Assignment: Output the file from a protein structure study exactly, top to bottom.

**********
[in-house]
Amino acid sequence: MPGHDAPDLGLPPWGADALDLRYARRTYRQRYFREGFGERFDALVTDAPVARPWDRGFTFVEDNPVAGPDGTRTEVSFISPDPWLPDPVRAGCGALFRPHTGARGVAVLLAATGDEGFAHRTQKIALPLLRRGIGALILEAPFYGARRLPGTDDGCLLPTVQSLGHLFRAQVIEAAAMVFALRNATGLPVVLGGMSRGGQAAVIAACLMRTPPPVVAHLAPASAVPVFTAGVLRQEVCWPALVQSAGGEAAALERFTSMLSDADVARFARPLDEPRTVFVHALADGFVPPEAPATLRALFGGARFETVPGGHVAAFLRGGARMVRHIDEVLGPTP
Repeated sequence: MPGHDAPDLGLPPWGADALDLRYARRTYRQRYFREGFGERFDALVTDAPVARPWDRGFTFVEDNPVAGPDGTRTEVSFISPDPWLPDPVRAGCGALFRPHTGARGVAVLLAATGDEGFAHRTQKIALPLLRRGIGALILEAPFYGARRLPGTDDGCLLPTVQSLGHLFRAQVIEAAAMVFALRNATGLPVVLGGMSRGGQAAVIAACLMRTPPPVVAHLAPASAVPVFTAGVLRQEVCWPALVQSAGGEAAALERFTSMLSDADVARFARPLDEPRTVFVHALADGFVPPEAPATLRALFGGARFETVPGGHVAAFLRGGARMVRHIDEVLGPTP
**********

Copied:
[in-house]
Amino acid sequence: MPGHDAPDLGLPPWGADALDLRYARRTYRQRYFREGFGERFDALVTDAPVARPWDRGFTFVEDNPVAGPDGTRTEVSFISPDPWLPDPVRAGCGALFRPHTGARGVAVLLAATGDEGFAHRTQKIALPLLRRGIGALILEAPFYGARRLPGTDDGCLLPTVQSLGHLFRAQVIEAAAMVFALRNATGLPVVLGGMSRGGQAAVIAACLMRTPPPVVAHLAPASAVPVFTAGVLRQEVCWPALVQSAGGEAAALERFTSMLSDADVARFARPLDEPRTVFVHALADGFVPPEAPATLRALFGGARFETVPGGHVAAFLRGGARMVRHIDEVLGPTP
Repeated sequence: MPGHDAPDLGLPPWGADALDLRYARRTYRQRYFREGFGERFDALVTDAPVARPWDRGFTFVEDNPVAGPDGTRTEVSFISPDPWLPDPVRAGCGALFRPHTGARGVAVLLAATGDEGFAHRTQKIALPLLRRGIGALILEAPFYGARRLPGTDDGCLLPTVQSLGHLFRAQVIEAAAMVFALRNATGLPVVLGGMSRGGQAAVIAACLMRTPPPVVAHLAPASAVPVFTAGVLRQEVCWPALVQSAGGEAAALERFTSMLSDADVARFARPLDEPRTVFVHALADGFVPPEAPATLRALFGGARFETVPGGHVAAFLRGGARMVRHIDEVLGPTP